Affordable Care Act compliance may not be fun, but there are consequences for failing to abide by the rules. Some advisers and employers might take the incoming administration’s talk about “repeal and replace” as a free pass for reporting. Even though President-elect Trump takes office this month, the 2016 reporting season is already underway, and penalties are still in play.
Until any real changes to the ACA are passed, the safest course of action for your clients is to continue to fulfill their ACA obligations as they stand today. We don’t know what healthcare reform and ACA reporting will look like in 2017, but we do know that change won’t be immediate.
Last year’s good faith effort relief meant that penalties were only issued in cases of late, unfinished, or egregiously poor filing. While the same relief has been extended through this year, it’s vital to note that the bar on “good faith” is being raised higher. Employers will need to prove they’re making, as the name implies, a true good faith effort — fudged or poorly gathered information won’t cut it.
Also see: “10 ways to improve 401(k)s in 2017.”
Your role as a benefit adviser is to make sure your clients understand what the penalties are, and help them actively use the correct methods and solutions to properly complete the filing process.
What are the Affordable Care Act penalties?
Not offering coverage is the most obvious way for an Applicable Large Employer to earn a penalty. In this case, the penalty is triggered by at least one full-time employee going to the marketplace and getting a subsidy or premium tax credit for healthcare coverage.
If this happens, and an employer offered coverage to less than 95% of its ACA full-time employees, it could be handed a $2,000 fine per full-time employee, excluding the first 30. This means that if your client has 100 full-time employees, it would be facing a whopping $140,000 fine annually — much higher than the cost of simply providing affordable coverage. The penalty is assessed on a monthly basis, so it may be less than $140,000 annually if the employer complies for part of the year.
There is a separate fine if coverage is offered, but it’s not affordable coverage. In this case, the company is fined $3,000 per full-time employee that receives a premium tax credit through a marketplace. This overall penalty cannot exceed what the employer would have been fined for not offering coverage at all. This penalty is also assessed on a monthly basis.
Another fine that fewer ALEs are aware of, but can cost them enormously in the long run, is the penalty for not providing Form 1095-C to employees. This can start at $250 per employee, and make its way up to as much as $3 million — all for failing to provide the tax forms needed for reporting.
Why do businesses get penalized?
First and foremost, if you’re working with ALEs, make sure they file — and do so on time. The deadline for 1095 employee fulfillment has been extended this year to March 2, as have good faith relief efforts, but failing to file the proper forms at the right time can still lead to penalties.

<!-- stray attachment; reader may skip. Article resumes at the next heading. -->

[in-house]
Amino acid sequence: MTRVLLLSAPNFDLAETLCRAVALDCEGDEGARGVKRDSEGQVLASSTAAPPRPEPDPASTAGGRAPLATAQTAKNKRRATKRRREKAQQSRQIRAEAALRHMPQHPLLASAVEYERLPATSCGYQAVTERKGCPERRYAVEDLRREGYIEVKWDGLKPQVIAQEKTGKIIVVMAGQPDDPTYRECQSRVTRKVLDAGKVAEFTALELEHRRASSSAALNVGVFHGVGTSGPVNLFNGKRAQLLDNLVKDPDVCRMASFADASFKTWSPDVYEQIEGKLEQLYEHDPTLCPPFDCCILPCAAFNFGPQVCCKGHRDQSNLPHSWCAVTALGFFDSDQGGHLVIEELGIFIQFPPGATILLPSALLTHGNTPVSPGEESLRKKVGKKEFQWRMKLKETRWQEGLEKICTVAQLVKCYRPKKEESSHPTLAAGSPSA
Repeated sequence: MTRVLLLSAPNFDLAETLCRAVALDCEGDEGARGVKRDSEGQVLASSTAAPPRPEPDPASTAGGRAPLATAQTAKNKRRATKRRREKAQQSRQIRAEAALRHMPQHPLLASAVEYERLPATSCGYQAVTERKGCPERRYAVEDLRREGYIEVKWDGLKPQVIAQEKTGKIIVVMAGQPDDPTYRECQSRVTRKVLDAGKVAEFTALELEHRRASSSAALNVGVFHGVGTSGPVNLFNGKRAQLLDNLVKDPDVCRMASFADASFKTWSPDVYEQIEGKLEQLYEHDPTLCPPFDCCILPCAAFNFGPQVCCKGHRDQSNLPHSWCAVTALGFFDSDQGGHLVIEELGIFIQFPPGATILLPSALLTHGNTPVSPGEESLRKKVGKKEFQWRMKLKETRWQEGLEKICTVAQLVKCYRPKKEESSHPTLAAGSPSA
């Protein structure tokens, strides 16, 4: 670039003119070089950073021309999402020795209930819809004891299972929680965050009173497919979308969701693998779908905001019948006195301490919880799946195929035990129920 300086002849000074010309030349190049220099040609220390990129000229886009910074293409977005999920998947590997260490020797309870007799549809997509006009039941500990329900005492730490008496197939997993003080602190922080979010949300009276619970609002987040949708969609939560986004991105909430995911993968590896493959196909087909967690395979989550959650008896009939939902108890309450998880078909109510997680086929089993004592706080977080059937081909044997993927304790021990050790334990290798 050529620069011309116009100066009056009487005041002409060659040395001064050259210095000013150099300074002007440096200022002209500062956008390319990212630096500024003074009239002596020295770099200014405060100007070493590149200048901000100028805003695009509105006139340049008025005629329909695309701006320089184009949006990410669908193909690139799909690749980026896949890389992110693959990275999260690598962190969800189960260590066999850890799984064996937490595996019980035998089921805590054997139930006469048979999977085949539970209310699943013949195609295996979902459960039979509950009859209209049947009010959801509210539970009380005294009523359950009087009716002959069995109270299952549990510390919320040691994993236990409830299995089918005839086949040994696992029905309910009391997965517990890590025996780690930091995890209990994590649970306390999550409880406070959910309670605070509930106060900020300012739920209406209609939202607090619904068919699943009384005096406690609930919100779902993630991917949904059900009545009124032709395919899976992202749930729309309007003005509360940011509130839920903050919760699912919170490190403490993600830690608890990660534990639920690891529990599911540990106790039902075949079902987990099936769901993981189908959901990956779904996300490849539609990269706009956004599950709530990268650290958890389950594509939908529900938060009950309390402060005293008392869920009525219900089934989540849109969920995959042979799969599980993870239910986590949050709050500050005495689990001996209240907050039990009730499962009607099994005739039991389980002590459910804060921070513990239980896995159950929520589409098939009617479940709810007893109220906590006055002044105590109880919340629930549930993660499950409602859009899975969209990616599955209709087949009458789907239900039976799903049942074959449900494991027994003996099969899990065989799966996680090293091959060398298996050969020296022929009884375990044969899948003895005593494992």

Many think that penalties are due to employers denying coverage, but this isn’t quite true. In a competitive job market, healthcare is a must-have for employees, and in almost all cases the penalties cost more than simple compliance. However, many employers, especially those with a large number of variable-hour workers, don’t realize exactly what portion of their workforce needs to be offered healthcare. This is where penalties can hit the hardest. If an employer mistakenly provides healthcare to only 80% of its eligible employees, instead of the minimum 95%, the company is still a candidate for penalties — even if it thought it was complying.
Similarly, the concept of affordability may be strange to some. If your clients don’t know the definition (refer to the three authorized Affordability Safe Harbors under §4980H of the Tax Code), they may assume the coverage they’re offering is affordable when it’s not. Make sure they provide the proper safe harbors that indicate affordability so they can prove their case to the IRS.
This is where most penalties spring from: The IRS says an employer is wrong, and the company can’t prove otherwise. In most cases, this just means keeping good track of its data, staying organized, and knowing the safe harbors — often with the help of an intelligent solution. By using these practices and the proper tools to get there, your clients can show the IRS that they made their best effort in providing accurate information.
Once real penalties kick in, if an employer messes up, even accidentally, the company will still get penalized. While getting it close may be enough to pass with this year’s extended good faith effort relief, getting it right is the only way to know they’ll pass for sure. Good faith only stretches far enough to ensure mistakes don’t lead to penalties — employers still need a passable effort at filing correctly, or they’ll have to pay up.
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